E might imagine at times that these old prophets spoke only of obscure history & about even more obscure events yet future. Such is not the case. Micah 5:1-2 gives us distinctly Messianic prophecies that relate to the salvation of our own souls. The events are presented in what may seem to us to be a strange sequence, but the separation that we now understand was not visible at all to Micah. Messiah's revelation was surely seen as 1 event in Micah eyes. But, Christ’s conquest of this world is chronological & progressive. We could divide it into soul, spirit and body; judicial, practical & final; crucifixion, conquest & kingdom.

The smiting of the judge of Israel upon the cheek must clearly be a reference to the trial, condemnation & crucifixion of Jesus Christ at His first advent (vs. 1).  Also included is the location of the birth of the Messiah, His resurrection & exaltation, as well as an allusion to His deity (vs. 2). The remainder of the chapter seems to be an address that primarily concerns the Millennial Kingdom again. If Christ is standing in the earth, displaying His full majesty, then we must conclude that this refers to His second advent (Micah 5:4).

One of the chief indicators of which time period we are looking at here comes from the references to the Assyrian in Micah 5:5 & 6. If the Assyrian is the Antichrist, then obviously his conqueror will be Christ. Of course, we know that there were more immediate fulfillments of this conquest from "the land of Nimrod" as both the Assyrians and the Babylonians came from that area. And, we can read of some of Israel's exploits in captivity when we read the books of Esther, Daniel or even Nehemiah (vs. 8). However, once we get to verses 9 & 15 and the total defeat of Israel's enemies, we must look at the second advent of Christ.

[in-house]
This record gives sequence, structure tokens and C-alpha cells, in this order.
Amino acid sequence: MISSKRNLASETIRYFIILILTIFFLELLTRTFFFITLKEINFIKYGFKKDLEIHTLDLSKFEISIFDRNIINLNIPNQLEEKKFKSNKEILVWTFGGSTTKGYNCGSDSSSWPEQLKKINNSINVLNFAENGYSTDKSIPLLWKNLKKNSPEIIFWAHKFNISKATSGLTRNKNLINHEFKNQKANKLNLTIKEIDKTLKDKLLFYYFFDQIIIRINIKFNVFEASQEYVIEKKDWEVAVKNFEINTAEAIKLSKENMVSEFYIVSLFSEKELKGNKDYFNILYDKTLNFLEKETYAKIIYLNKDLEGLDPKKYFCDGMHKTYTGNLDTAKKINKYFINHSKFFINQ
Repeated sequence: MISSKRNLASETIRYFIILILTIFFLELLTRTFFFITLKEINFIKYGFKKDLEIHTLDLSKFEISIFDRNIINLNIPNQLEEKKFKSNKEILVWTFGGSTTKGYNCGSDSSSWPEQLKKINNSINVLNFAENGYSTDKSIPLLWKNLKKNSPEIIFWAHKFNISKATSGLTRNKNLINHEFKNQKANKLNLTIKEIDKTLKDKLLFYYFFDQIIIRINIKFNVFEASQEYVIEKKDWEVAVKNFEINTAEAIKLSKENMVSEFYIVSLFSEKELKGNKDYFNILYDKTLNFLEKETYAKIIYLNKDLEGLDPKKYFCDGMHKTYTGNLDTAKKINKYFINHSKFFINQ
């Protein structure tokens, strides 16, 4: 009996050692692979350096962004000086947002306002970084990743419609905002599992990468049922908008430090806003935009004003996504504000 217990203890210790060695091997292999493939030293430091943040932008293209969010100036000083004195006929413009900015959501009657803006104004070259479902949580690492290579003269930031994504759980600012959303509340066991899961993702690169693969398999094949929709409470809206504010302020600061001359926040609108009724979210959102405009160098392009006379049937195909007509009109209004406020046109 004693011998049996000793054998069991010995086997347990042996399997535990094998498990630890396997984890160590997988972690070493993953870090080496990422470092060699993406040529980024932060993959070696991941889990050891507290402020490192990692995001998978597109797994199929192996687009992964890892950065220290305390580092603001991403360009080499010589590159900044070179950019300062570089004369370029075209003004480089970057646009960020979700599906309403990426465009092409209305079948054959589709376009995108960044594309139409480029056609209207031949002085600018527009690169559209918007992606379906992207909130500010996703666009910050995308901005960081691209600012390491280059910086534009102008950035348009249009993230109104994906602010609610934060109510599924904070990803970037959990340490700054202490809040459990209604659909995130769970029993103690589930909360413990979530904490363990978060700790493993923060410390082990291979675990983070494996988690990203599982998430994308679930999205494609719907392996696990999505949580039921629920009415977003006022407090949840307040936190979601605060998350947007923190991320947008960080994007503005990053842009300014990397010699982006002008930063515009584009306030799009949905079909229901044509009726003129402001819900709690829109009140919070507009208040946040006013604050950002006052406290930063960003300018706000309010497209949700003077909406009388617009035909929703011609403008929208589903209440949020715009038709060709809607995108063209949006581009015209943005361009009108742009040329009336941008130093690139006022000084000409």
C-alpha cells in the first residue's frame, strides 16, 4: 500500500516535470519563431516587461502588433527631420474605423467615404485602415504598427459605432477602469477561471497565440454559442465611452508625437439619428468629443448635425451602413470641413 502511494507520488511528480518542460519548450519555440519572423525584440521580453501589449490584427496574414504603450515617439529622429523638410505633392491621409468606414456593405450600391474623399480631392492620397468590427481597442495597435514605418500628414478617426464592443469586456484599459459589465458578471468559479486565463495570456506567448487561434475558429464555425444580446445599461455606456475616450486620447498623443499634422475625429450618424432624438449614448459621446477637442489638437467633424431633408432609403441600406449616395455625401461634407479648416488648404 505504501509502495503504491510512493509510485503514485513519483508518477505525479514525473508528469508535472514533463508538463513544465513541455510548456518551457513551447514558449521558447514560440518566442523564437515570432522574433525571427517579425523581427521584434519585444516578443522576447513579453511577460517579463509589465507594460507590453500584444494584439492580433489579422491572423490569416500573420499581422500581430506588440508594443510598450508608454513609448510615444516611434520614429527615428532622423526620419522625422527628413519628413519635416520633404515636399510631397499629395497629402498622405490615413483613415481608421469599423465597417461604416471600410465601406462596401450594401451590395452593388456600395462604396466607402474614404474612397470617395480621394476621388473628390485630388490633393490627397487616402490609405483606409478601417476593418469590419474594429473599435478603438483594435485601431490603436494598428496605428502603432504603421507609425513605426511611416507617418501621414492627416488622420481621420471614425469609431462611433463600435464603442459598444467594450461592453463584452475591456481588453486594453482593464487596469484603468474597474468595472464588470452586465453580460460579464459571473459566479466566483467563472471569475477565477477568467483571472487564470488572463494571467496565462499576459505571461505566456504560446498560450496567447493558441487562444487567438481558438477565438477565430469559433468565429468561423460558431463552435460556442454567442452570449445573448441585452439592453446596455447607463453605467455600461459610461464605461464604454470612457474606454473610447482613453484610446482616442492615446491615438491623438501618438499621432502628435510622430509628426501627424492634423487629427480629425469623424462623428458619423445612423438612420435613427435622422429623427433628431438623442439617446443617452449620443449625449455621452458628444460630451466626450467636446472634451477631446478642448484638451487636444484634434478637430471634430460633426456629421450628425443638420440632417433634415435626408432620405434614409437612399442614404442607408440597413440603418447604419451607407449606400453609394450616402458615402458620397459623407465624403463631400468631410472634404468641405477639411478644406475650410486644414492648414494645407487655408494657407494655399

Tuesday, August 27, 2019

Tuesday - Micah 4 - A Different Contrast

N Micah 3 we read a clear & contrasting description of how differently Micah approached his God-given responsibilities, compared to how Israel's leaders in general approached theirs. Here in Micah 4 we find another juxtaposition, but this time we have a comparison between ancient Israel in trouble & future Israel being blessed.

Micah 4 begins with a fitting conjunction. While chapter 3 presented a very negative view of Israel, chapter 4 gives us the most positive outlook imaginable (concerning their future). "But in the last days..." Micah wrote (vs. 1). What will these "last days" look like in Israel? For one thing, Jews will be flowing into Israel, not out of it (vs. 1). Micah 3 speaks of the evacuation of Canaan (under the Assyrian and Babylonian invasions). Micah 4 speaks then of the coming reestablishment of the Jews in that land.

Of all of the wonderful and appealing descriptions of Israel's future (found here in Micah 4), none are as spectacular or intriguing as what we read in verse 2. The pronouns "he" and "his" refer to none other than God Himself. "He will teach us His ways!" Wow! It appears then that Jesus' teaching ministry is not yet complete. Micah 4 is definitely a Millennial Kingdom passage. If God will be teaching in that era, then surely, we must know that Jesus will be the member of the Godhead who will be doing it. He is the manifestation of God to us. He will be the ruler of this world; in person; in a body, and He will teach us. Hallelujah!